Callery Pear



Facts About the Callery Pear Tree

The Callery Pear is a deciduous tree that is native to China, Japan, Korea, and Vietnam. It first came to the United States in 1918 and originally was going to be used as rootstock for fruit trees. The first seed was planted in Maryland, and from that developed the Callery Pear cultivar known as the Bradford Pear Tree.

While most Callery Pear varieties had thorns, the Bradford did not, nor did it repopulate as it was a sterile hybrid. The tree was one of the first to flower in the spring and was covered with tiny, white flowers. It became a nice green, summer shade tree with three-inch leaves, and late in the fall, the foliage turned beautiful purples and reds. The fruits were only around a quarter to half-inch in diameter and were not edible. But birds did eat the fruit and spread the seeds. As soon as other Callery Pear cultivars were bred, the Bradford cross-pollinated and was no longer sterile. The result was large populations of trees and thorny thickets that were invasive to native species.

The Bradford Callery Pear, however, quickly became one of the most popular American landscape trees. It started popping up everywhere--in urban areas, parking lots, city streets, suburban malls, factory lots, backyards and front yards across most of the Central and Eastern United States. The tree was resistant to pollution, salt, disease and pests. Just as the trees started getting to be fifteen to twenty years old, a new problem developed. These now large, 40-foot trees started breaking apart seemingly at will and landing on streets and power lines. Wherever the Bradford Pear was planted, all it took was a little ice and wind and the trees all broke apart and fell to the ground.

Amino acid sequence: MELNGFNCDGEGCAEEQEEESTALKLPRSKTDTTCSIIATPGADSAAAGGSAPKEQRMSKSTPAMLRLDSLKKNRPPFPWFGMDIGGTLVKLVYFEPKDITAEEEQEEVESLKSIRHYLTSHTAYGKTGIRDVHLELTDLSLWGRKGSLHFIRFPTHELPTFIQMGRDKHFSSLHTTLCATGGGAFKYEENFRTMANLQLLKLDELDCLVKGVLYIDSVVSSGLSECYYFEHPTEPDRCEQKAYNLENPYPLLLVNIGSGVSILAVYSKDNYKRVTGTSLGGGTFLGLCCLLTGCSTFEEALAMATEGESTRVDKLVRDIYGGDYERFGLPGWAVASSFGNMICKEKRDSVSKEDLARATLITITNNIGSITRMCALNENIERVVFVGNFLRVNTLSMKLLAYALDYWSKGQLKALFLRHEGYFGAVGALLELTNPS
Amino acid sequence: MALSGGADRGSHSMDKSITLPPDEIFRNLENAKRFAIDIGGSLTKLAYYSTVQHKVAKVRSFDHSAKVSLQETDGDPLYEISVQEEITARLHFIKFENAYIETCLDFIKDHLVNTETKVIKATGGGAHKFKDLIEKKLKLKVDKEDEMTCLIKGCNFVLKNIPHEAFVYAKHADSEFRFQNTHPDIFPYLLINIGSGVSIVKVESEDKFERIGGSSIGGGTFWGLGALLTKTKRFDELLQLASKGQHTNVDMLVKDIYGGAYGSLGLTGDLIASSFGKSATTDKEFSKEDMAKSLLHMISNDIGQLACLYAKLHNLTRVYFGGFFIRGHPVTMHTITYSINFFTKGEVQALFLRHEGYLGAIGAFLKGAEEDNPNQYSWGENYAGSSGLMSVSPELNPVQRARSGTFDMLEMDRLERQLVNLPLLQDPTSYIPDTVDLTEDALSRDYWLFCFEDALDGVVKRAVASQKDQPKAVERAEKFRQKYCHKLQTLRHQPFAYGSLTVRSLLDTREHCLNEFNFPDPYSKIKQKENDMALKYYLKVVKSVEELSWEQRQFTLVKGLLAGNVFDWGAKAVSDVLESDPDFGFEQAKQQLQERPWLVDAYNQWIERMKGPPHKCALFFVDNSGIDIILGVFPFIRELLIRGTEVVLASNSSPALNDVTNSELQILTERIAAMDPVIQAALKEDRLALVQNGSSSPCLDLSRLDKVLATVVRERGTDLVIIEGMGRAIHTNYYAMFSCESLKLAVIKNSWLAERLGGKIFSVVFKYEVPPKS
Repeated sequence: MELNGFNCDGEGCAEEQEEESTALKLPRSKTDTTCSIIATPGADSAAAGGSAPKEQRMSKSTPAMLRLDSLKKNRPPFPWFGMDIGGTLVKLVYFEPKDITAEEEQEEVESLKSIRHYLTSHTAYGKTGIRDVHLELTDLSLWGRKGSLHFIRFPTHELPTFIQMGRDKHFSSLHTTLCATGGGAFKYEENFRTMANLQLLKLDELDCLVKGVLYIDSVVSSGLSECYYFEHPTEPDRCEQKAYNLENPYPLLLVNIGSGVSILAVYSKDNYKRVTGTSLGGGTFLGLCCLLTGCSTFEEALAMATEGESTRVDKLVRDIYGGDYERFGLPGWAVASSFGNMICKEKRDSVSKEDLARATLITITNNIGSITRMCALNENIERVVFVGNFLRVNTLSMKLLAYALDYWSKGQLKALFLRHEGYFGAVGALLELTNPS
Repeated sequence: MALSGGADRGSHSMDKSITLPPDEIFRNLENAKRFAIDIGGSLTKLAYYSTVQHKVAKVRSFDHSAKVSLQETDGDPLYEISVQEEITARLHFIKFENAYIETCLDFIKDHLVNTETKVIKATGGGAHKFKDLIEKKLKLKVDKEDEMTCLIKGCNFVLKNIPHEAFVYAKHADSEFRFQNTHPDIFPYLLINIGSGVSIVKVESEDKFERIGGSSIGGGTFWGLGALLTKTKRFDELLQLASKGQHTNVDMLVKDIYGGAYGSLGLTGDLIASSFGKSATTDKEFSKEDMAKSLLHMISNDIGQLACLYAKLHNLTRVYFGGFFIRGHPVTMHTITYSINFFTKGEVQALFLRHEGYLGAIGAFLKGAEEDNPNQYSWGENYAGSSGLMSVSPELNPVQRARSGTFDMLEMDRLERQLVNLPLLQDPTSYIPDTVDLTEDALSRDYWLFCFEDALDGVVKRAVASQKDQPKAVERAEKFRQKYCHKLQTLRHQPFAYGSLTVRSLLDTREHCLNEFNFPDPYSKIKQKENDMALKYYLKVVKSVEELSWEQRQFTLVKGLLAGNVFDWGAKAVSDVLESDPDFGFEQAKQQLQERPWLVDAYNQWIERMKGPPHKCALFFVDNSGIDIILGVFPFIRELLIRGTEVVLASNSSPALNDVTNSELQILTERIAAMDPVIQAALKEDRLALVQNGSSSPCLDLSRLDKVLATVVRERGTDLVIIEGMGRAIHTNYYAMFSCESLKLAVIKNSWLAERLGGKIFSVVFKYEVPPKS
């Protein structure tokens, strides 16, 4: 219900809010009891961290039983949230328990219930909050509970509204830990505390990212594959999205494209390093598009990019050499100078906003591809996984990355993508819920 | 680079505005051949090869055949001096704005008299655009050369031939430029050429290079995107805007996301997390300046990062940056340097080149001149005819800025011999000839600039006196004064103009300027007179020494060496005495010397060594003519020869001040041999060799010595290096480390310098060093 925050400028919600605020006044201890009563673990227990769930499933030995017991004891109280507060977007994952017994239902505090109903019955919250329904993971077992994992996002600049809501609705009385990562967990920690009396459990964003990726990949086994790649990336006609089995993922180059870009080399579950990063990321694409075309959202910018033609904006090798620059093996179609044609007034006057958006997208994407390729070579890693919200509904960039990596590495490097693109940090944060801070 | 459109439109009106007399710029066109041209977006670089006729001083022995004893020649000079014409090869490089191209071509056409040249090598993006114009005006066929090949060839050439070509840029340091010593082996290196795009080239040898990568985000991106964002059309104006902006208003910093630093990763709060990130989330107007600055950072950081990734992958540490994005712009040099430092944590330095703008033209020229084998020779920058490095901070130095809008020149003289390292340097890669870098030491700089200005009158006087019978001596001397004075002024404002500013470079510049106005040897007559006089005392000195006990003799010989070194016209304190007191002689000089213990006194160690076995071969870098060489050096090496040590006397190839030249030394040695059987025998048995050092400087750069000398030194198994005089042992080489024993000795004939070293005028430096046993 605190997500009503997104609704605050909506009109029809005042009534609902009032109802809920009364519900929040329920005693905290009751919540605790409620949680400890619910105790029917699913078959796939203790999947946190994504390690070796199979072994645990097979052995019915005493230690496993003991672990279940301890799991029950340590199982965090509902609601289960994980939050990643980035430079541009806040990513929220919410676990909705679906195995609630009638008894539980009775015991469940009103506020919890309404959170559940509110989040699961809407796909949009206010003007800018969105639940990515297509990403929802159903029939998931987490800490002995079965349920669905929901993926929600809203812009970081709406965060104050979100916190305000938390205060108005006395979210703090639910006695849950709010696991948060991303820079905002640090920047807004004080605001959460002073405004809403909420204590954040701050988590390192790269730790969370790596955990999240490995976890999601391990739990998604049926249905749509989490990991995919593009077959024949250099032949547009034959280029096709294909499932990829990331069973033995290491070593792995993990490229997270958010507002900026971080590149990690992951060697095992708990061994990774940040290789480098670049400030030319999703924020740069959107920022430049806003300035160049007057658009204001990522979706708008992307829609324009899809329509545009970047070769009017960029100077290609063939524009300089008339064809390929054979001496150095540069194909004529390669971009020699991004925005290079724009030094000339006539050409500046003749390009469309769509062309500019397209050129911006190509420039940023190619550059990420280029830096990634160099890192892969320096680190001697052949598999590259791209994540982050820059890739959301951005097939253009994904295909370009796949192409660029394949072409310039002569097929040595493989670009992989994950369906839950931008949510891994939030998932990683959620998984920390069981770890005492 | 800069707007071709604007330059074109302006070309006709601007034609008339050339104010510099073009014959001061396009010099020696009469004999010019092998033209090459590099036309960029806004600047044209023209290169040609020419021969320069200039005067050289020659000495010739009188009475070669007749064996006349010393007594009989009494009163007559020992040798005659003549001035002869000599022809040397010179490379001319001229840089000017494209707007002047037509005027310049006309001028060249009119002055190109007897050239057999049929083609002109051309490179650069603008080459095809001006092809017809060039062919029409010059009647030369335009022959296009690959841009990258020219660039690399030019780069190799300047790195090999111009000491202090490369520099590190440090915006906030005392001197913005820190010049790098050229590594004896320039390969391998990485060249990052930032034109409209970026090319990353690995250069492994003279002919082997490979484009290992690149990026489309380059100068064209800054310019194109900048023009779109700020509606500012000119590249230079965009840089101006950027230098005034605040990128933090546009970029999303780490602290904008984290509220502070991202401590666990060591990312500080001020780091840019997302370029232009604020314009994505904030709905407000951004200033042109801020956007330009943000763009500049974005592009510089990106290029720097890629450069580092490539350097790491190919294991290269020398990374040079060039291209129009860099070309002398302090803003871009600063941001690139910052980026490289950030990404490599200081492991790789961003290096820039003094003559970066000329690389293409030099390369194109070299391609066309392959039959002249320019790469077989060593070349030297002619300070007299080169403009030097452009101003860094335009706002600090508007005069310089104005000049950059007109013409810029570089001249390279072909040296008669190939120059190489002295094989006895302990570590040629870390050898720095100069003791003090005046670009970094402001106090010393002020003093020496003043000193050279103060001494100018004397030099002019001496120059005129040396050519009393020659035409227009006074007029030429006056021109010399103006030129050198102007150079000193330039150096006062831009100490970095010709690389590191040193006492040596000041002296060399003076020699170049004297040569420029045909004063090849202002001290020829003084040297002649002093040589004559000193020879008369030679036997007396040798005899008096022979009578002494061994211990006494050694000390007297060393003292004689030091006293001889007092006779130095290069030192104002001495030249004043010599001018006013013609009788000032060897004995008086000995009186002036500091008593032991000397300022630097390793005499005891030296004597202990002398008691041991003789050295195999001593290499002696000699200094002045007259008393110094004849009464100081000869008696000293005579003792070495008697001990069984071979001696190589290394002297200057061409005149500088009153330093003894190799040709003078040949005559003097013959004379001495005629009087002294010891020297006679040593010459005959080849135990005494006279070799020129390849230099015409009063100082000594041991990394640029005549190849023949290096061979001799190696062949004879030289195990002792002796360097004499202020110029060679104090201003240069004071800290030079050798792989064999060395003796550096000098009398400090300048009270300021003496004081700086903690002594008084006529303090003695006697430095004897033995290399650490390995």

The Bradford Callery Pear tree, that was once called the most popular tree in urban America, was suddenly being described as a “weed” by the U.S. Forest Service. All across America, Bradford Pears are now being replaced by other trees. There are also several new Callery Pear cultivars that have been bred to not split apart and to not grow fruit. Among these are the Chanticleer Pear Tree and the Aristocrat Pear Trees. Other cultivars include Autumn Blaze, Redspire, Capital, New Bradford, and Cleveland Select.

Some people claim that even these new cultivars are not free of the Bradford Pear problems, and suggest planting such other flowering substitutes as Juneberry or Alternate-leaved Dogwood. Other people are having good luck with the new varieties, with no splitting of limbs, even in icy weather.

There are some cities and towns where it is illegal to plant any type of Callery Pear tree. You should check with your city or town administration before planting in your location.